Moving round his expansive museum-like compound, one can sense Prince Yemisi Shyllon, a wealthy art collector, is a man given to orderliness, excellence and uncommon attention to details. At a dinner he hosted for select staffers of THISDAY in his house, Shyllon delivered what could easily fit into an MBA masterclass on investment. Bamidele Famoofo presents the takeaway from the encounter
As a young man studying engineering at the university, Shyllon discovered who exactly he was and what he wanted to become in life. Knowing that he was cut out to become a technocrat, and not an entrepreneur, given his low appetite for risk, he decided early in life never to borrow money or lend money to people; but to cultivate the habit of saving at least 10 percent of his earnings which he religiously put aside to invest in businesses that would later yield good fortunes for him.
“An entrepreneur borrows to maximize returns because of his huge-risk appetite. But technocrats don’t have such an appetite for risk. So they refrain from borrowing,” he explains. “I was a bureaucrat and had never pretended to be an entrepreneur. I did not borrow to be able to build the wealth l have today because l knew l must save. You must always save your income regularly. At least 10 percent of your income must be put aside as a saving.”
While everything around him suggests that he is wealthy, Shyllon will never agree with that notion. Rather, he says, “I’m not a rich man, l never set out to become rich, but to be comfortable and live a simple life.”
He warned that a lot of people have got their fingers burnt by trying to do things they are not cut out for, reiterating the need for every individual to decide very early in life the path they wish to follow to become what they want to be in life. “I have done more than just to work to satisfy my appetite as l have been able to set aside enough to make me live a comfortable life,” he points out.
Planning for retirement
Because Shyllon had a difficult background, he took the decision early in life to make the best of every opportunity that came his way to become comfortable as he would say. Life after retirement was indeed a big priority to the billionaire.
“l remember on one occasion when l was an executive director in a multinational company. I had an expatriate working for me. He was 60 years old at that time and during a dinner with him, l asked him: ‘What are you going to do when you retire?’ He answered, ‘Are you sacking me?’ I responded in the negative. He told me he had never given retirement a thought.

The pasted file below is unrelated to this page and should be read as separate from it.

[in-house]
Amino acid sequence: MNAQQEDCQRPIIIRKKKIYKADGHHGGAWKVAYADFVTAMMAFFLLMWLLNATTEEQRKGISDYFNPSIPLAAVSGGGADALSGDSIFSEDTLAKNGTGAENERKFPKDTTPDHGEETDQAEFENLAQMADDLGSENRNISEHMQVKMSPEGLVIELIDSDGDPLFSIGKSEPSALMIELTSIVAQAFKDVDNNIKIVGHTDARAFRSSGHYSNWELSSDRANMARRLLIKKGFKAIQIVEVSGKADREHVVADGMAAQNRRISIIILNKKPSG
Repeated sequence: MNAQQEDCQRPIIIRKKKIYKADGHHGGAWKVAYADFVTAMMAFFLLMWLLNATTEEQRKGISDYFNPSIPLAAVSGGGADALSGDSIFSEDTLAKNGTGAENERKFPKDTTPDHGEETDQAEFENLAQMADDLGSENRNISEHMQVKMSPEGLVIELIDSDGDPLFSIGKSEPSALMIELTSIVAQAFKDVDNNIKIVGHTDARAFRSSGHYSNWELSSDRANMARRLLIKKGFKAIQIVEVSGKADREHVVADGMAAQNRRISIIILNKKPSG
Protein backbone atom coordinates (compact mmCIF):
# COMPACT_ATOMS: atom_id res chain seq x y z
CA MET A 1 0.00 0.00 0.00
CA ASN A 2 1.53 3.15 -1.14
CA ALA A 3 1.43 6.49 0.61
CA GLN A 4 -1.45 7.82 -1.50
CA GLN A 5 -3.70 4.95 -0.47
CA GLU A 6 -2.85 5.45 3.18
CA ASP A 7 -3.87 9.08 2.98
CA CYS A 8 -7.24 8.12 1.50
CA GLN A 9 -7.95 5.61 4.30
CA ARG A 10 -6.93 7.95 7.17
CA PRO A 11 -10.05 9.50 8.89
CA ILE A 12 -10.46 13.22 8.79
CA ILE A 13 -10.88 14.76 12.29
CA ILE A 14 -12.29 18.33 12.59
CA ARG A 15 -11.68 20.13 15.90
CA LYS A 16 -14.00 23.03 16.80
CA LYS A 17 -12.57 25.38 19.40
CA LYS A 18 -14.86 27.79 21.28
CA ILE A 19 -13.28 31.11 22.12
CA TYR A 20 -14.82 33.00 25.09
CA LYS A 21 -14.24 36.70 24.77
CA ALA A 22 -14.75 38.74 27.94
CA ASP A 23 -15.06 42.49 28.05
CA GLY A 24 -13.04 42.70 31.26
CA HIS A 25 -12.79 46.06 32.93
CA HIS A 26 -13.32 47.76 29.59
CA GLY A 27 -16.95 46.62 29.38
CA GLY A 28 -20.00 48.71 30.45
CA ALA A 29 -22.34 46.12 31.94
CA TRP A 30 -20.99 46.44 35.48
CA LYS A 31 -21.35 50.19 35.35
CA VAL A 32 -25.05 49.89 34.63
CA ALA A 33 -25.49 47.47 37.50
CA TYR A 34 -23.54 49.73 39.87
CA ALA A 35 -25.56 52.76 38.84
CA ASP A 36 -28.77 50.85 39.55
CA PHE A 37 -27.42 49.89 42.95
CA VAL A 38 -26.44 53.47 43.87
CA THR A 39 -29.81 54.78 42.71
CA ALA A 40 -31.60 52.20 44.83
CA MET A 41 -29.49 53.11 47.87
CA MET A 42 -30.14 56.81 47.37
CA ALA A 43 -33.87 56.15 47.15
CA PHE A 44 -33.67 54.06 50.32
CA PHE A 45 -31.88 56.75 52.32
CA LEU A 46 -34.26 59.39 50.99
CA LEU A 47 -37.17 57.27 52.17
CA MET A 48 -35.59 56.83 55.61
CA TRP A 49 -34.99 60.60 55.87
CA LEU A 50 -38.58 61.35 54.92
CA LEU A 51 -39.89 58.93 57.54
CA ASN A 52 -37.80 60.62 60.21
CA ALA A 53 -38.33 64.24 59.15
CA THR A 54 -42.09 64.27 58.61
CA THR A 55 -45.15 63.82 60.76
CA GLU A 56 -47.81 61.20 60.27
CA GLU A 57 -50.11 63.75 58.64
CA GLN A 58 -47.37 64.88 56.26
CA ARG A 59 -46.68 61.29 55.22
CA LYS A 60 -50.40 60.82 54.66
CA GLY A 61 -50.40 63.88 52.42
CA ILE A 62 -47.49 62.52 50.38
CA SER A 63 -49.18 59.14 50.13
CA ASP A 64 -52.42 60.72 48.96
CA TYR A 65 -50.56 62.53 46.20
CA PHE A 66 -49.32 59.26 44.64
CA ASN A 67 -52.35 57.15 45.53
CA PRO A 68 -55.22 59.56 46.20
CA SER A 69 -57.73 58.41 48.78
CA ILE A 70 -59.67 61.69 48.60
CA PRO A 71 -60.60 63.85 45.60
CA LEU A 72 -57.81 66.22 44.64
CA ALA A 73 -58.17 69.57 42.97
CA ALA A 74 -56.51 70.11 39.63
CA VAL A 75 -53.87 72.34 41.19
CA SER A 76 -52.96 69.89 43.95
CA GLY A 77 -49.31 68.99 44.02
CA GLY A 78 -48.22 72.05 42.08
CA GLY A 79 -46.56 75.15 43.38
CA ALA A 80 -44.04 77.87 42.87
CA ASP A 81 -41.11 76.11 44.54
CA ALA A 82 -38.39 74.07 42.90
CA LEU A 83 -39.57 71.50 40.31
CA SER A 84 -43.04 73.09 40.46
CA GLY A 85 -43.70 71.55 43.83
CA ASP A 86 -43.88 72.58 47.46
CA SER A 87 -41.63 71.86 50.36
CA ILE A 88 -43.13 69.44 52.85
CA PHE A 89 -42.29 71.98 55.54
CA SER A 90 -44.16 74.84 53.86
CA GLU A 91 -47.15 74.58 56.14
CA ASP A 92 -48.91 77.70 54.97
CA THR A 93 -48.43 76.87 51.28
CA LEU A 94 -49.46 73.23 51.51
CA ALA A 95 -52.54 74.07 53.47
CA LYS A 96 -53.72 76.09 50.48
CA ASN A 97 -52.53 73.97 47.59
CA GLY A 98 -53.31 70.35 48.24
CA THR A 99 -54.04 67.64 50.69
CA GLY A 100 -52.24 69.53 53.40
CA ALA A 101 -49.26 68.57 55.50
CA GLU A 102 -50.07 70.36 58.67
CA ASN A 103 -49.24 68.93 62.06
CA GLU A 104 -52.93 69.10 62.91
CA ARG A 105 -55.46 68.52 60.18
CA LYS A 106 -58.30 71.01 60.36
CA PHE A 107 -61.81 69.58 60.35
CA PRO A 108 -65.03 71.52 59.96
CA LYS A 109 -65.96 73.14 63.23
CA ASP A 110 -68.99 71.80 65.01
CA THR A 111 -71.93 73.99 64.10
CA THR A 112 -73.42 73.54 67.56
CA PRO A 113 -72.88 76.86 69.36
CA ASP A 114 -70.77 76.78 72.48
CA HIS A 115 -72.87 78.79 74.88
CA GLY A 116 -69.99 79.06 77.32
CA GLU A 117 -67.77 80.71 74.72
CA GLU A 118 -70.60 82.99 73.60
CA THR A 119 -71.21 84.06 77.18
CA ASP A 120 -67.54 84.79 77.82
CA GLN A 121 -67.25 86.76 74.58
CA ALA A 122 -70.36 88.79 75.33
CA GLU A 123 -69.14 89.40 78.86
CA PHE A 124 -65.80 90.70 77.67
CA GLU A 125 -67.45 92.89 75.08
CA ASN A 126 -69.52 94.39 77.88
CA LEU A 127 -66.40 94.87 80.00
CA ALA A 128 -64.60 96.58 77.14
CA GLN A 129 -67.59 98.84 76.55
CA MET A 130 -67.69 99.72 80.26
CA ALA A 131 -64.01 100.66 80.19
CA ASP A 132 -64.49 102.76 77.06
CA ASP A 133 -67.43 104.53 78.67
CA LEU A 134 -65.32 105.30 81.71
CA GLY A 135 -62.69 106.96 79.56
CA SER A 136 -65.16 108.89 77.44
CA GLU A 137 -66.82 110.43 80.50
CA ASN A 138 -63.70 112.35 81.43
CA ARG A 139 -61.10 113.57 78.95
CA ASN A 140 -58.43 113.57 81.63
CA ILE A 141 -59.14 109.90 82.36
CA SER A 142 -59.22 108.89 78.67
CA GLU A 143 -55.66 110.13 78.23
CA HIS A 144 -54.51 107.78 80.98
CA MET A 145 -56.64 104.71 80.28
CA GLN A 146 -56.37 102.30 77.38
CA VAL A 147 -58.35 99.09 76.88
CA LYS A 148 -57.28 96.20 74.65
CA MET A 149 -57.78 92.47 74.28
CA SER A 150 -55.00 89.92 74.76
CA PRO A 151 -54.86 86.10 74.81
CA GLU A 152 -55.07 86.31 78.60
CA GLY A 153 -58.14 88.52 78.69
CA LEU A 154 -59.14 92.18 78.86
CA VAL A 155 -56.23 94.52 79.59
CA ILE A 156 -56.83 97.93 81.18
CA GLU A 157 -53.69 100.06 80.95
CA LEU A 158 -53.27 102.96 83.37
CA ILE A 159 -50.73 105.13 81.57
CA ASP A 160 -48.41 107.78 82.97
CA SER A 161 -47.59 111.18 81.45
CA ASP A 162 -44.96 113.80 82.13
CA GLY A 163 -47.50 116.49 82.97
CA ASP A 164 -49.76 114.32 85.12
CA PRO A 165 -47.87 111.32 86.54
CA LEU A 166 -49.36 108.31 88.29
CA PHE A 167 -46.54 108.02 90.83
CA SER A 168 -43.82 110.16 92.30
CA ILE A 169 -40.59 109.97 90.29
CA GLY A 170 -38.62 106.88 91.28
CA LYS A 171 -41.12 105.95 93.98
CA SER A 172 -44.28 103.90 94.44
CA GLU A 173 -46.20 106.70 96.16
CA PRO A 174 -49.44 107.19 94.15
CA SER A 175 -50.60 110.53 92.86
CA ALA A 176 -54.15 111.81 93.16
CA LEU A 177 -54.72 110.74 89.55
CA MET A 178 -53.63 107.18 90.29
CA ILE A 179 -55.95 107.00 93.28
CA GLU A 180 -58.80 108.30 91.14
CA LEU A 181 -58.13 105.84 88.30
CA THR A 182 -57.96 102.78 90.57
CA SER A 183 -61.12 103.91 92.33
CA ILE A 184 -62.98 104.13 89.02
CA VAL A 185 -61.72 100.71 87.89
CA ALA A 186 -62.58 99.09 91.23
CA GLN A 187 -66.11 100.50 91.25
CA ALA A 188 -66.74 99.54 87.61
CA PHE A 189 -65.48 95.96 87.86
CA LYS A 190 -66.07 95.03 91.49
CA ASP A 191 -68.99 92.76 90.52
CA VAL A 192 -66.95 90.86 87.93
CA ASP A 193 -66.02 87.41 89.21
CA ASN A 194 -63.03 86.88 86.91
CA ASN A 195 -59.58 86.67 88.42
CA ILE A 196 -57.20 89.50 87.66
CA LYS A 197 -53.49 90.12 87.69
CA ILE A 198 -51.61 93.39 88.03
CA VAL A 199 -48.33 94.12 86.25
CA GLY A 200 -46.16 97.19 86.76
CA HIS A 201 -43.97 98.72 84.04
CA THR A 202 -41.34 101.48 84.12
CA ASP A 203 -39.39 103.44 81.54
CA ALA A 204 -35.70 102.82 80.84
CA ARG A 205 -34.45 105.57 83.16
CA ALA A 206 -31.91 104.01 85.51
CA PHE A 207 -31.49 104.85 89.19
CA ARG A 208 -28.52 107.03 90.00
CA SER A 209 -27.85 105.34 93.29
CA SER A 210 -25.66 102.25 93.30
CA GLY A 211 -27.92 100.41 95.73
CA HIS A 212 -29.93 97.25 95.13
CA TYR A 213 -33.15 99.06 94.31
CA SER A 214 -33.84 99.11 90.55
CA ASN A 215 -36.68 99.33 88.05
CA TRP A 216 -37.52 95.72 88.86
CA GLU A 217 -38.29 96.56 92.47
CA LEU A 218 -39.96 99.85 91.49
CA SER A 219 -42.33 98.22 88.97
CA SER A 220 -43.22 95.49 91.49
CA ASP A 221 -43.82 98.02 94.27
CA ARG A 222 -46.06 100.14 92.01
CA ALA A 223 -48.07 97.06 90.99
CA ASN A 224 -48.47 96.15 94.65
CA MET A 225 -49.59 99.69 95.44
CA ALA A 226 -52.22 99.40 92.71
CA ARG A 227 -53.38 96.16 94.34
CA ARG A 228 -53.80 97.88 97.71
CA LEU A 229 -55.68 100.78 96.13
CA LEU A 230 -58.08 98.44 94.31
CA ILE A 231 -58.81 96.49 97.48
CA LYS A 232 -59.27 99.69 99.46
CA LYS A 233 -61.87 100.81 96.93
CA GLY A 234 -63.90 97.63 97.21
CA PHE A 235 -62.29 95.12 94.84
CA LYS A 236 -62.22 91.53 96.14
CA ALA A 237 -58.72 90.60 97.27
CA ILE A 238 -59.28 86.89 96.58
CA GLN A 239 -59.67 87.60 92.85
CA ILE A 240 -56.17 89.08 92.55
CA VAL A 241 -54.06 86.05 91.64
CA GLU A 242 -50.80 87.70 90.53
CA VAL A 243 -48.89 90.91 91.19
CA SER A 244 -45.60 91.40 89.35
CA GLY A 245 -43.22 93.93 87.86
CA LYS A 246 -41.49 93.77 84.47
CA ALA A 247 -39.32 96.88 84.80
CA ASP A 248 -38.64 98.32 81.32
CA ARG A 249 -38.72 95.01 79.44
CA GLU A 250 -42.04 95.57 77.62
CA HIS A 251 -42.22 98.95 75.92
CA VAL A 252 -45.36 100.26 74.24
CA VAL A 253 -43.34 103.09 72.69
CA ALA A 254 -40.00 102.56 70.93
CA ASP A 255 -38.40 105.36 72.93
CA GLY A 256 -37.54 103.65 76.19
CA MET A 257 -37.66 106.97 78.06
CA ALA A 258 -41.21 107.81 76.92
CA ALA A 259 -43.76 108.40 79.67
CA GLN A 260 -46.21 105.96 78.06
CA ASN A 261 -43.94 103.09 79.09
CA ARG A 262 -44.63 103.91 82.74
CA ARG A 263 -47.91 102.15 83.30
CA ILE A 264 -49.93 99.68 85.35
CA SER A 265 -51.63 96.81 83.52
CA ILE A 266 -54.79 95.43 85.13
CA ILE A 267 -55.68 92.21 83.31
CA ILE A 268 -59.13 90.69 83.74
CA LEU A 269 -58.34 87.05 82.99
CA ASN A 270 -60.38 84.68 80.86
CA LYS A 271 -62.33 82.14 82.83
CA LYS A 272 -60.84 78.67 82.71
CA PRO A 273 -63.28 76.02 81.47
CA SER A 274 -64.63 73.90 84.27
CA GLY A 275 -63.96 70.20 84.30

“Though l was young at that time, about 33, l had started planning my retirement. You have to start planning your life early in life so that you can have early rest from your mid-50s and you can live comfortably. Otherwise, you will find out that you are old and you have nothing to fall back on. You must be ready to acquire education on how to invest your savings to get optimum returns while planning your retirement,” he recommended.
Passion for arts
Shyllon’s upbringing as a prince did not have any role to play in his success. He says growing up in the palace did not spur his interest in arts collection. “If you go to the palace in Abeokuta, you won’t see the kind of things that you find in my place now. I think what prompted me to invest in arts is first that I’m an artist. l can draw.”
Shyllon would have opted to study arts at the university but for his uncommon knowledge of mathematics. “l was very good at mathematics and that pushed me out of arts. But during the holidays when l was at the University of Ibadan, l would go to the library of the Yaba College of Education to study, and when I’m tired of reading; l would go to the arts section to see the works there. And that was how l began to collect arts from the time l was in my second year at the university to date.”
Shyllon says becoming an art collector does not have anything to do with his background as a prince, as it was primarily borne out of passion and his love for culture.
Though dealing in arts is not a business to make money for Shyllon, arts have given him lots of exposure and international connections. He has been a guest of Harvard University and various art fairs in the world. It has given him the opportunity to deliver lectures and give talks in this area that he did not have formal training.
He is a stockbroker, lawyer, marketer but primarily an engineer. He is also an investor with massive investments in shares, real estate and arts, among other things. His insatiable search for knowledge made him a man of many colours. Contrary to the popular saying, ‘jack of all trades, master of none’, Prince Shyllon was able to become a master in every field of knowledge he delved into.
Apart from searching for knowledge, he loves adventures.
“I studied engineering because of mathematics. And when l discovered that those who combine engineering and a study of business are high fliers,” he notes.
“I decided to take an MBA. I remember that when l was resigning from Caterpillar now Mantrac to take my MBA, my manager called me and asked me why l was leaving (because l was one of his best boys then). I remember l told him ‘I want to occupy your seat’. Though l felt l had talked too much when l turned to go, he called me by my name and said, ‘Yemisi whenever you need a job, you have one here’. So, when l was to do my three months’ attachment during my MBA class, l went back to Caterpillar and got a job.”
Thereafter, the ever mobile Shyllon became a director at 31 at Nigerite Limited. He became the youngest of all the directors in the company then.
“But there was one man who had an HND in admin and personnel that got the attention of the chairman when he spoke in law. But when l spoke, the chairman picked a hole in it and the same thing applies to the finance man. So, l went to the University of Lagos and registered for law, and before you know what had happened, l found myself becoming a lawyer. As per stockbroking, l found myself having so many shares. I saved 10 percent of my money to be able to achieve that. It was so large that l felt rather than depend on people to manage it for me, l needed to acquire knowledge about how to do it myself. I then registered to take classes in stockbroking and eventually became a certified stockbroker.”